By: Erin Smith
Cape Fear Valley-Bladen Healthcare was the subject of an information sharing session which included leaders form throughout the community.
Cape Fear Valley-Bladen Healthcare spokeswoman Ashley Dowless said, “I felt like this was a great way to engage the community leaders and to help them to learn what is going on at their hospital an d how they can support us and be engaged.”
Dowless explained that the information session will take place with about ten folks at the time. Dowless said the atmosphere is supposed to be a very relaxed informal lunch meeting to give everyone an idea what is happening at their hospital.
“You don’t come to the hospital unless you need something,” said Dowless.
She and CFV-Bladen Healthcare President Lisa Byrd said the series is a way to educate the community about the services provided by the hospital.
Byrd said, “We want to try to do this maybe once per month.”
Byrd said that the staff want to share things with the community such as what the goals are for hospital.
Byrd gave an overview of the Cape Fear Valley Hospital system. She said that CFV Hospital System consists of 8 hospitals and 850 physicians.
Byrd explained that Bladen County Hospital is one of only a few a critical care hospitals in the state. Byrd said that BCH is licensed for 58 beds and 25 are designated as critical care beds.
She also touched briefly on the Bladen County Hospital Foundation and its activities including the Gala.
Byrd said some of the services that are provided by BCH include delivering evidence based care; heart attack; heart failure; stroke; Sepsis; hips and knee replacements; wound care; and cancer care.
Byrd said BCH has earned its Sepsis certification. She said there are about 750,000 deaths due to sepsis. In North Carolina there are 100,000 deaths due to sepsis among 40 to 60 year olds.
“Sepsis is a silent killer,” said Byrd.
She said the hospital staff now have protocols to go through where sepsis is concerned.
Byrd said the hospital has been visited by the Leap Frog Group and Cape Fear Valley was named as one of the Best Hospitals for 2016.
Dowless spoke and talked working with the staff going through their sepsis certification process. She remarked about watching the roundtable discussions that would take place.
She also was very pleased with the Foundation’s Gala event and the community support it received.
There was also time for comments and questions from those invited to the event.
Byrd opened the forum by saying the the shoptial staff is aware fo certian needs in the community.
“We’re small but we think big. Transportation is a problem for many folks. What we need to do better is let community know what we are about,” said Byrd.
She continued, “We can stabilize a heart attack or stroke patient and we can transfer the to Cape Fear Valley for cardiac care.”
Byrd also addressed the clinics and the Dublin facility. She said the Dublin facility the staff are waiting on the soil engineers to complete their tasks so the parking lot can be paved. Byrd also talked about how the facility has been expanded and now offers two providers.
The floor was then opened for comments.
Elizabethtown Town Manager Eddie Madden said from the twon’s perspective the Council and staff want to see positive growth in the town part of the equation to that success si a strong hospital as well as quaint shops and other amenities.
“We really need for you to have an excellent facilities and from your presentation sounds like you are doing that,” said Madden.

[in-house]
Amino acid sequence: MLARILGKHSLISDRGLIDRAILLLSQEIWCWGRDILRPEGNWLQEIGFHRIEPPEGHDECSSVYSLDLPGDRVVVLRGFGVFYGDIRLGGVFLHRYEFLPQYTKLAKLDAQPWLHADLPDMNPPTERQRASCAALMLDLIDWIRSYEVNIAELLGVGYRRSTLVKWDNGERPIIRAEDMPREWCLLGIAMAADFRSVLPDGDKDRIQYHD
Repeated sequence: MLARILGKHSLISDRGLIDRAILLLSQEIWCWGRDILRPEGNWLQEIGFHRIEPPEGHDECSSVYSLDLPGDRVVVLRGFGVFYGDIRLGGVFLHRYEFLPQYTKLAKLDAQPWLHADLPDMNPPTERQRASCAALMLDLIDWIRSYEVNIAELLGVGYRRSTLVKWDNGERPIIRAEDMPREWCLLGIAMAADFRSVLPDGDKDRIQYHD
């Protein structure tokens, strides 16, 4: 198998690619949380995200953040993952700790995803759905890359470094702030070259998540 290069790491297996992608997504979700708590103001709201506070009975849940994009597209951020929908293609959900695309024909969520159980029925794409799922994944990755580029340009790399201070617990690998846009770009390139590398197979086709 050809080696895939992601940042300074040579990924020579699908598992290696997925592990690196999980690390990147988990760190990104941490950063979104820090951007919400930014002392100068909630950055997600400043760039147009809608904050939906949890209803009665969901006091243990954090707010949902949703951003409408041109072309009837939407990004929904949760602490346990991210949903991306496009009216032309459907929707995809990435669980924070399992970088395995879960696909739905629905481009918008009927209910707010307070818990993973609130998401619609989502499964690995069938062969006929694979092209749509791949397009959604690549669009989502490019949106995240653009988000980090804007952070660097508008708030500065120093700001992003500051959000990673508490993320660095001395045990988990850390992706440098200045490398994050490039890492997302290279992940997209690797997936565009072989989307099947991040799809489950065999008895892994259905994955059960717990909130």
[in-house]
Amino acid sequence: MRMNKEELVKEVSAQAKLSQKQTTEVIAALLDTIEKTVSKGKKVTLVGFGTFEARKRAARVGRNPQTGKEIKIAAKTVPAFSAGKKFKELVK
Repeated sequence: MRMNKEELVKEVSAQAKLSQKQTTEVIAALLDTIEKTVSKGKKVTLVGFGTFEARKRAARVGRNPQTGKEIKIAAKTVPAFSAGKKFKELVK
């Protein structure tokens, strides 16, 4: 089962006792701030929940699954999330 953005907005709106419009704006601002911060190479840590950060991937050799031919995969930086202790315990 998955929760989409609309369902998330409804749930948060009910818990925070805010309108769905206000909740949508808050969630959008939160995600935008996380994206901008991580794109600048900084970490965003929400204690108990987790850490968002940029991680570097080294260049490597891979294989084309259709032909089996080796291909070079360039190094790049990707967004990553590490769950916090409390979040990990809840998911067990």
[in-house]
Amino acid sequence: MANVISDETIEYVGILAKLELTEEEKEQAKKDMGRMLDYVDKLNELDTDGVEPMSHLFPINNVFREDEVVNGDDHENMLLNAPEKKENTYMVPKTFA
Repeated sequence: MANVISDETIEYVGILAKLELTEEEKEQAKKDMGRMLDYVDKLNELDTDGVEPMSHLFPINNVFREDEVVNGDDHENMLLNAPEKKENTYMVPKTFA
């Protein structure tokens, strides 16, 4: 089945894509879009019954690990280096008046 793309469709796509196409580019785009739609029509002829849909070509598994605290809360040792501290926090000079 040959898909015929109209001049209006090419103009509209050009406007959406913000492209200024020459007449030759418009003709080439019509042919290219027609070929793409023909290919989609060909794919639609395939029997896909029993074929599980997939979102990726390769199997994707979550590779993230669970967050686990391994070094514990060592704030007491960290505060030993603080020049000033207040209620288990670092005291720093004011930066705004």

Byrd said that the more the hospital staff knows about our community they better they can serve the community. She noted that 55 hospitals in NC have closed in the last several years.
Byrd said that the hospital has got to be able to provide the services but it must have the support of community in which it is located.
Lisa Priest of Lower Cape Fear Hospice asked, “Do you think it is about educating the community?”
She continued that it seems most hospitals are up against a similar issue.
Priest said that Carla Hollis President of Columbus Regional Healthcare in Whiteville taking the same concept being used on Tuesday and holding community meetings.
Dowless said that the hospital staff normally try to rotate through the county’s churches offering information sessions.
Priest said that in her position with Lower Cape Fear Hospice community outreach is one of her functions. She said the biggest hurdle is getting someone to allow you to “bend their ear.”
Althea Lesane, who served on the hospital board, said, “My family has received excellent care at this hospital. Unfortunately, the mindset is people tend to remember bad things.”
She added that when she hears negative comments she imply tells folks that she has great confidence in the staff at the hospital. Lesane said she was appointed to board of directors in 2001 until it was brought by Cape Fear Valley. She said, “I can remember whenever we would sit at board meetings unit 10 p.m. because there was no money. Things can change and this hospital has greatly changed for the better.”
It was also learned the hospital does discharge telephone calls among other things to determine how a patient’s stay is going and what the staff can do to improve.
Bladen County Sheriff Jim McVicker said, “Things have really changed in last 15 months for bad experiences.” He noted that the performance of the hospital staff during an ammonia leak and two shootings was phenomenal.
“As far as our dealings with the hospital, it has been good,” said McVicker.
Priest asked if a study has been done to look at the forecasted decline in population for the next 20 years
Madden said that the School of Government has done a full assessment based on population trends. He said one interesting trend is an out migration of 18-24 year olds and an uptick in 25-45 year olds.
“We found that very revealing,” said Madden.
He added that a good education system and a hospital are too concerns when looking for a community.